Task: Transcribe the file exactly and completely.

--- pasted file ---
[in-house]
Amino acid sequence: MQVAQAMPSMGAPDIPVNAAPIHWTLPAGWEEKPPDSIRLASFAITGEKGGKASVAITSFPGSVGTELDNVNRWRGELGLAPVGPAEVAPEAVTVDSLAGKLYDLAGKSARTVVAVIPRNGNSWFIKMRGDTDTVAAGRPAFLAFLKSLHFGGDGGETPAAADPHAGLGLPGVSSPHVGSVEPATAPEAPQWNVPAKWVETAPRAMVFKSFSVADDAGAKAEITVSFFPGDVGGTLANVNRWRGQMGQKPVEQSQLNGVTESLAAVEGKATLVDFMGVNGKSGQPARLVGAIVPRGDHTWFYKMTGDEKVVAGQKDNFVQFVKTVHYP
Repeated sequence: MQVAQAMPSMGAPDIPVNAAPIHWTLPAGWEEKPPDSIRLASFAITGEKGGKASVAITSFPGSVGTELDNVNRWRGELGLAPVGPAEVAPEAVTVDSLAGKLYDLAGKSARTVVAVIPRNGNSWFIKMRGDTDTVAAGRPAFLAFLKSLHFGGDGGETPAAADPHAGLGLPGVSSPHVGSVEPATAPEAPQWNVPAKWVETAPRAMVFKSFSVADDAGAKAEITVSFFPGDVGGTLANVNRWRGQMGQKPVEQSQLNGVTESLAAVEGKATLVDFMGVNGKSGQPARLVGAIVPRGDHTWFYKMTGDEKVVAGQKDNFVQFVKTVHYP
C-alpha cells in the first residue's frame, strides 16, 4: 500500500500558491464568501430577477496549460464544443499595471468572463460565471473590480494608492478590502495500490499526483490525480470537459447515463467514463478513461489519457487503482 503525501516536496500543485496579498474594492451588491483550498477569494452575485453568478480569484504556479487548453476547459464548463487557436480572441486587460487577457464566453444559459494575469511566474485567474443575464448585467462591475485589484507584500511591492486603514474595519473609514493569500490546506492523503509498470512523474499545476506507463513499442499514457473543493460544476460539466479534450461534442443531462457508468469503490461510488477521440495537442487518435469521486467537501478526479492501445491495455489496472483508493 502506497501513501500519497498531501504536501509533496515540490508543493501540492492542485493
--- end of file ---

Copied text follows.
[in-house]
Amino acid sequence: MQVAQAMPSMGAPDIPVNAAPIHWTLPAGWEEKPPDSIRLASFAITGEKGGKASVAITSFPGSVGTELDNVNRWRGELGLAPVGPAEVAPEAVTVDSLAGKLYDLAGKSARTVVAVIPRNGNSWFIKMRGDTDTVAAGRPAFLAFLKSLHFGGDGGETPAAADPHAGLGLPGVSSPHVGSVEPATAPEAPQWNVPAKWVETAPRAMVFKSFSVADDAGAKAEITVSFFPGDVGGTLANVNRWRGQMGQKPVEQSQLNGVTESLAAVEGKATLVDFMGVNGKSGQPARLVGAIVPRGDHTWFYKMTGDEKVVAGQKDNFVQFVKTVHYP
Repeated sequence: MQVAQAMPSMGAPDIPVNAAPIHWTLPAGWEEKPPDSIRLASFAITGEKGGKASVAITSFPGSVGTELDNVNRWRGELGLAPVGPAEVAPEAVTVDSLAGKLYDLAGKSARTVVAVIPRNGNSWFIKMRGDTDTVAAGRPAFLAFLKSLHFGGDGGETPAAADPHAGLGLPGVSSPHVGSVEPATAPEAPQWNVPAKWVETAPRAMVFKSFSVADDAGAKAEITVSFFPGDVGGTLANVNRWRGQMGQKPVEQSQLNGVTESLAAVEGKATLVDFMGVNGKSGQPARLVGAIVPRGDHTWFYKMTGDEKVVAGQKDNFVQFVKTVHYP
C-alpha cells in the first residue's frame, strides 16, 4: 500500500500558491464568501430577477496549460464544443499595471468572463460565471473590480494608492478590502495500490499526483490525480470537459447515463467514463478513461489519457487503482 503525501516536496500543485496579498474594492451588491483550498477569494452575485453568478480569484504556479487548453476547459464548463487557436480572441486587460487577457464566453444559459494575469511566474485567474443575464448585467462591475485589484507584500511591492486603514474595519473609514493569500490546506492523503509498470512523474499545476506507463513499442499514457473543493460544476460539466479534450461534442443531462457508468469503490461510488477521440495537442487518435469521486467537501478526479492501445491495455489496472483508493 502506497501513501500519497498531501504536501509533496515540490508543493501540492492542485493